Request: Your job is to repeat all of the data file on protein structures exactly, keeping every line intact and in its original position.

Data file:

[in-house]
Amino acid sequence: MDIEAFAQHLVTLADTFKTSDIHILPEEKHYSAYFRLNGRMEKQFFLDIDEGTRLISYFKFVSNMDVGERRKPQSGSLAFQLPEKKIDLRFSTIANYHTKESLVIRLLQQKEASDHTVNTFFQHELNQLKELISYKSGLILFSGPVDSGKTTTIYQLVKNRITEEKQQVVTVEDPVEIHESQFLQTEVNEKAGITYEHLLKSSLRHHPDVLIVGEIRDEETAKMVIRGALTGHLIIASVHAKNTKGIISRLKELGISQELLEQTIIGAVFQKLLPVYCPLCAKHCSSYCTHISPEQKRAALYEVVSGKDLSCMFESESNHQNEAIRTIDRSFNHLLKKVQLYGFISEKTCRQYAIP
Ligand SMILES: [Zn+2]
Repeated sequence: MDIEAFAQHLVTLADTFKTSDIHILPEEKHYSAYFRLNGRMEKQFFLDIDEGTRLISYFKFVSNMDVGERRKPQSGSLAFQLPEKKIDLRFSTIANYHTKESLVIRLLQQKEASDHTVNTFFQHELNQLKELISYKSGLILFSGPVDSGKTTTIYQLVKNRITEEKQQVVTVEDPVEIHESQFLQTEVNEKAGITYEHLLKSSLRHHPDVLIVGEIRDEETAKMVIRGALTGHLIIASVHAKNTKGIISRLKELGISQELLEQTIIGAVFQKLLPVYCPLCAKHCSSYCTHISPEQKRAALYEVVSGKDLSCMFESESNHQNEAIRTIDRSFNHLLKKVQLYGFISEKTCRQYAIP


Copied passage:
[in-house]
Amino acid sequence: MDIEAFAQHLVTLADTFKTSDIHILPEEKHYSAYFRLNGRMEKQFFLDIDEGTRLISYFKFVSNMDVGERRKPQSGSLAFQLPEKKIDLRFSTIANYHTKESLVIRLLQQKEASDHTVNTFFQHELNQLKELISYKSGLILFSGPVDSGKTTTIYQLVKNRITEEKQQVVTVEDPVEIHESQFLQTEVNEKAGITYEHLLKSSLRHHPDVLIVGEIRDEETAKMVIRGALTGHLIIASVHAKNTKGIISRLKELGISQELLEQTIIGAVFQKLLPVYCPLCAKHCSSYCTHISPEQKRAALYEVVSGKDLSCMFESESNHQNEAIRTIDRSFNHLLKKVQLYGFISEKTCRQYAIP
Ligand SMILES: [Zn+2]
Repeated sequence: MDIEAFAQHLVTLADTFKTSDIHILPEEKHYSAYFRLNGRMEKQFFLDIDEGTRLISYFKFVSNMDVGERRKPQSGSLAFQLPEKKIDLRFSTIANYHTKESLVIRLLQQKEASDHTVNTFFQHELNQLKELISYKSGLILFSGPVDSGKTTTIYQLVKNRITEEKQQVVTVEDPVEIHESQFLQTEVNEKAGITYEHLLKSSLRHHPDVLIVGEIRDEETAKMVIRGALTGHLIIASVHAKNTKGIISRLKELGISQELLEQTIIGAVFQKLLPVYCPLCAKHCSSYCTHISPEQKRAALYEVVSGKDLSCMFESESNHQNEAIRTIDRSFNHLLKKVQLYGFISEKTCRQYAIP